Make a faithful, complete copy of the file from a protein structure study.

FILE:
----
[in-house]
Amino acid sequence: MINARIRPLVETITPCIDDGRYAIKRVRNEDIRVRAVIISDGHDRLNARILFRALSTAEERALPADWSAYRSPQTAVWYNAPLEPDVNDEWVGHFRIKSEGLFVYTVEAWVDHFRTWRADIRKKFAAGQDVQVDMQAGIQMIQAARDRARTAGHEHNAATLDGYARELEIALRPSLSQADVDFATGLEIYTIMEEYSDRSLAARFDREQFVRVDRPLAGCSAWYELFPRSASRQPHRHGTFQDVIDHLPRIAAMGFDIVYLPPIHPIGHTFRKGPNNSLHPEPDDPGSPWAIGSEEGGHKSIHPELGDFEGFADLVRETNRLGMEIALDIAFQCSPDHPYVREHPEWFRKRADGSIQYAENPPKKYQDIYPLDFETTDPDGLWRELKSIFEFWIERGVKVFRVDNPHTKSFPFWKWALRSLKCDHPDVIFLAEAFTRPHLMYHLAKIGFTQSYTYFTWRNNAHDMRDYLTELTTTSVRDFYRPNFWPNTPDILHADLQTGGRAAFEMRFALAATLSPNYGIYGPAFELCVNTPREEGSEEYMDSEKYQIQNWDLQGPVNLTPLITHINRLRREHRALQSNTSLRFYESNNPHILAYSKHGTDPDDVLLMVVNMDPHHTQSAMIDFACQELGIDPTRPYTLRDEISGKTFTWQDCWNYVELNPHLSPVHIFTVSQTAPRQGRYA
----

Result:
[in-house]
Amino acid sequence: MINARIRPLVETITPCIDDGRYAIKRVRNEDIRVRAVIISDGHDRLNARILFRALSTAEERALPADWSAYRSPQTAVWYNAPLEPDVNDEWVGHFRIKSEGLFVYTVEAWVDHFRTWRADIRKKFAAGQDVQVDMQAGIQMIQAARDRARTAGHEHNAATLDGYARELEIALRPSLSQADVDFATGLEIYTIMEEYSDRSLAARFDREQFVRVDRPLAGCSAWYELFPRSASRQPHRHGTFQDVIDHLPRIAAMGFDIVYLPPIHPIGHTFRKGPNNSLHPEPDDPGSPWAIGSEEGGHKSIHPELGDFEGFADLVRETNRLGMEIALDIAFQCSPDHPYVREHPEWFRKRADGSIQYAENPPKKYQDIYPLDFETTDPDGLWRELKSIFEFWIERGVKVFRVDNPHTKSFPFWKWALRSLKCDHPDVIFLAEAFTRPHLMYHLAKIGFTQSYTYFTWRNNAHDMRDYLTELTTTSVRDFYRPNFWPNTPDILHADLQTGGRAAFEMRFALAATLSPNYGIYGPAFELCVNTPREEGSEEYMDSEKYQIQNWDLQGPVNLTPLITHINRLRREHRALQSNTSLRFYESNNPHILAYSKHGTDPDDVLLMVVNMDPHHTQSAMIDFACQELGIDPTRPYTLRDEISGKTFTWQDCWNYVELNPHLSPVHIFTVSQTAPRQGRYA